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Disability Discrimination – Knowledge is Key

What happens where an employee suggests they ‘might’ have a disability in the final throes of a termination process and the employer proceeds to dismiss without giving it further consideration?

Does the employer in that situation ‘know’ that the employee is disabled, meaning that a claim for a failure to make reasonable adjustments could succeed?

Knowledge of disability was considered in the recent Employment Appeal Tribunal case of Toy v Chief Constable of Leicestershire Police.

Toy v Chief Constable of Leicestershire Police

Mr Toy worked as a Police Community Support Officer at Leicestershire Police from 2006 until he began to train as a probationer Police Officer in 2013. During the training a probationer is to demonstrate 37 different skills from an action list. The Police Constable training Mr Toy had serious concerns about his performance in a number of areas and he was transferred to another tutor. The new Police Constable training Mr Toy also had concerns about his performance and thought that he failed to take a lead in incident handling and appeared unable to handle instructions. It was concluded by the Chief Inspector that perhaps Mr Toy was being taken through the process too quickly for his abilities and an enhanced support plan was put in place. A professional development review then took place and it was decided that Mr Toy was still not ready to be signed off as fit for independent patrol.

The Chief Constable moved to dispense with Mr Toy’s employment, which he is at liberty to do if he considers that the Mr Toy is not fit to perform his duties and is not likely to become an efficient constable. During this process a three stage procedure must be followed. In the final stage of the process, Mr Toy suddenly declared that he might be dyslexic. This was the first time it had been raised. There was no suggestion of dyslexia raised during all of the years of Mr Toy’s service, in his earlier employment (Mr Toy being 52 years old), or in his academic training which has a screening test designed to detect dyslexia. Mr Toy did not provide evidence to support his statement (despite being told that he should take a test) and only raised dyslexia as a ‘possibility’.

The Chief Constable was sceptical about Mr Toy’s dyslexia and in any event did not consider that dyslexia provided an explanation for Mr Toy’s poor performance. Mr Toy was dismissed.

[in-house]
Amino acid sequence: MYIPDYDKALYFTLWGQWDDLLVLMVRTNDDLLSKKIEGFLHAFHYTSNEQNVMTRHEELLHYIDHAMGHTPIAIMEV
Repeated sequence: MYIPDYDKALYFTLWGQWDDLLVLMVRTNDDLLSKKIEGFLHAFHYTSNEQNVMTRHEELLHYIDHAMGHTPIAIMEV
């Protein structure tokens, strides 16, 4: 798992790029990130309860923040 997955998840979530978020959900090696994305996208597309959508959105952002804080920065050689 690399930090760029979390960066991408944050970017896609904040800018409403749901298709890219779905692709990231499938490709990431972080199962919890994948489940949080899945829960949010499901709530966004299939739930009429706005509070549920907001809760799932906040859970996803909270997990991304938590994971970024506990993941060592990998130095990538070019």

Mr Toy brought claims for disability discrimination and failure to make reasonable adjustments.

Decision

Prior to the tribunal hearing, the Respondent had conceded that Mr Toy was disabled under the Equality Act 2010 at the time of his dismissal; however, the Employment Tribunal dismissed all of Mr Toy’s claims.

The tribunal set out that the Chief Constable did not know that Mr Toy suffered from dyslexia or that it caused any disadvantage to him at the point of dismissal just because the ‘possibility’ of dyslexia had been raised only in the course of the termination process. It also found that the Chief Constable could not reasonably have been expected to know that Mr Toy had a disability on the same basis.

In any event the tribunal found that Mr Toy was not put at a substantial disadvantage because of his dyslexia and that making reasonable adjustments would not have prevented any disadvantage.

Mr Toy appealed but the Employment Appeal Tribunal upheld the original decision.

Comment

This is the second appeal case in quick succession which demonstrates that an employer must know (or reasonably be expected to know) that an employee is disabled for claims to succeed.

An employer will not be liable for disability discrimination where they did not know, or could not reasonably be expected to know.  The key feature of this case is that dyslexia was only raised as a suspicion very late in the process and there wasn’t any evidence available to the Chief Constable to indicate that Mr Toy was disabled or was at any disadvantage.

Employers should treat this decision with an element of caution. If an employer has reasonable grounds to suspect that an employee might be disabled, medical evidence and advice should be sought, including what effect any condition has on an employee’s ability to undertake tasks and any adjustments that can be recommended to eliminate any disadvantage caused.

If the duty to make reasonable adjustments is triggered employers need to appreciate that adjustments can come in all shapes and sizes! They could be anything from physical alterations to premises, the provision of training and support, altering procedures such as performance management or modifying working hours.

If you have an queries relating to discrimination,  or any other HR queries then please contact Joanne Holborn, Tom Scaife or Caroline Rayner on 01228 552600 or 01524 548494.

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